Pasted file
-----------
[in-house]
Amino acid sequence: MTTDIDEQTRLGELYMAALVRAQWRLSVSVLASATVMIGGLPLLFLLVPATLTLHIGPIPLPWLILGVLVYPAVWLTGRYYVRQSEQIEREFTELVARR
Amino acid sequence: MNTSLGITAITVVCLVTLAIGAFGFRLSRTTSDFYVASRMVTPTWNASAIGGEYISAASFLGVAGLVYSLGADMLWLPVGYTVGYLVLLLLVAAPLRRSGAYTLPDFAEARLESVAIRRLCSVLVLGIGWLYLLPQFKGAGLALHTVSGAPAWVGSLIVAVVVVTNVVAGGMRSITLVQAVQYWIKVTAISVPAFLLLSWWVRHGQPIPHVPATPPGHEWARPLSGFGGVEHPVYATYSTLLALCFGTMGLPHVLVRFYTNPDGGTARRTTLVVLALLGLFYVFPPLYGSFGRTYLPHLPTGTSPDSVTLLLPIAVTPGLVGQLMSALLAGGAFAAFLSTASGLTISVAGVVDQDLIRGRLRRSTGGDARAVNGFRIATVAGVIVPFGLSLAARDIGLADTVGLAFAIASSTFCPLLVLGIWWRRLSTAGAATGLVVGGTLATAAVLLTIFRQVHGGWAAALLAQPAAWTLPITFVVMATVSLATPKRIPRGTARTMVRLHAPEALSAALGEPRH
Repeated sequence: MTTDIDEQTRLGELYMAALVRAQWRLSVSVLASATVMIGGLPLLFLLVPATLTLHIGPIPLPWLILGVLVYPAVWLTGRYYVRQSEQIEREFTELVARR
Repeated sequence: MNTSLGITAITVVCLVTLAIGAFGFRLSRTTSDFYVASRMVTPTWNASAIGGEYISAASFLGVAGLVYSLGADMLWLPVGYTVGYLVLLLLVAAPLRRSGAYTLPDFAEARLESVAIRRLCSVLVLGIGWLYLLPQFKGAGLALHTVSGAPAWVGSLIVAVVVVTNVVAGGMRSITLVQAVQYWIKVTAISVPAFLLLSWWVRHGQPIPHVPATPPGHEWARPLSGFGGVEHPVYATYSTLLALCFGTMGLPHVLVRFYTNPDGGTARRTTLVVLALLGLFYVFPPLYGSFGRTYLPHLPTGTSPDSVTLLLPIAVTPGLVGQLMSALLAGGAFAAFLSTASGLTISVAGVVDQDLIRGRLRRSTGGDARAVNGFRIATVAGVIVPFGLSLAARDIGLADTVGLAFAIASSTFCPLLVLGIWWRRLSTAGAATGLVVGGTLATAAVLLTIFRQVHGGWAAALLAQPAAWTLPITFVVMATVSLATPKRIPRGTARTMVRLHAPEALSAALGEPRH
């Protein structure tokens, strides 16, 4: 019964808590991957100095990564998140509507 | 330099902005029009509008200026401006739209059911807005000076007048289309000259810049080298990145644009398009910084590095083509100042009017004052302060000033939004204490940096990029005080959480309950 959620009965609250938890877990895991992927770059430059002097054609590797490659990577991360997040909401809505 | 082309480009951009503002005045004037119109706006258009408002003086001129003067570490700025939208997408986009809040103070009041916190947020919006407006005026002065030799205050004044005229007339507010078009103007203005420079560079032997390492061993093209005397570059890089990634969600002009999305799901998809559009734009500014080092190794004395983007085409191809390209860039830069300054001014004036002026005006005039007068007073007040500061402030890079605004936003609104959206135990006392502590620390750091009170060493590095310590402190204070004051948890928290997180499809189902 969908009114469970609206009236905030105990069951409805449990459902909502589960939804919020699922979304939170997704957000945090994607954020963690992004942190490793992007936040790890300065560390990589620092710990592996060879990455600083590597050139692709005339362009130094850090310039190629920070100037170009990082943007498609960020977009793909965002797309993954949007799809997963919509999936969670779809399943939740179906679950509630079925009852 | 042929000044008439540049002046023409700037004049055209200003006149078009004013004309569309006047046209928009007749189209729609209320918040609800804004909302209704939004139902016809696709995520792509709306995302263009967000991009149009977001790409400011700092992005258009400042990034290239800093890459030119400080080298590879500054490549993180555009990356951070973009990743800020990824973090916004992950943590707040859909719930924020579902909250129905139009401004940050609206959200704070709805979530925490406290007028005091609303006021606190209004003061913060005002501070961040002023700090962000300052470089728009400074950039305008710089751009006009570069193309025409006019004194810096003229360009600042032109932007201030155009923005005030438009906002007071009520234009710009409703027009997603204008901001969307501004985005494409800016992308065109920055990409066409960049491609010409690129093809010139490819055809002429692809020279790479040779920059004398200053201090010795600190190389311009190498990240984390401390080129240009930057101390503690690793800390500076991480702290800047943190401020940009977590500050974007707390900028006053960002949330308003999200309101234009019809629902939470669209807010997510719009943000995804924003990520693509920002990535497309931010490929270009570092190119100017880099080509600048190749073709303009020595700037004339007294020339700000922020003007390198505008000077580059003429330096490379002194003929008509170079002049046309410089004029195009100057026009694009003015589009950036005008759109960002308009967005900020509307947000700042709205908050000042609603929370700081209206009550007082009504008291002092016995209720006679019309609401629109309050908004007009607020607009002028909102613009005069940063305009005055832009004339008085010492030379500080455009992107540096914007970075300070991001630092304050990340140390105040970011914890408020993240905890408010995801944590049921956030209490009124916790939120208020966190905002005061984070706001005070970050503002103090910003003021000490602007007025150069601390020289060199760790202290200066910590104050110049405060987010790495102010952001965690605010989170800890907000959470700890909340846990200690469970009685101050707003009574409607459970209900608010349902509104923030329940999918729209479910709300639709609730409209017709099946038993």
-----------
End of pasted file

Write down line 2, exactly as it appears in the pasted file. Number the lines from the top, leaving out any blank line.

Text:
Amino acid sequence: MTTDIDEQTRLGELYMAALVRAQWRLSVSVLASATVMIGGLPLLFLLVPATLTLHIGPIPLPWLILGVLVYPAVWLTGRYYVRQSEQIEREFTELVARR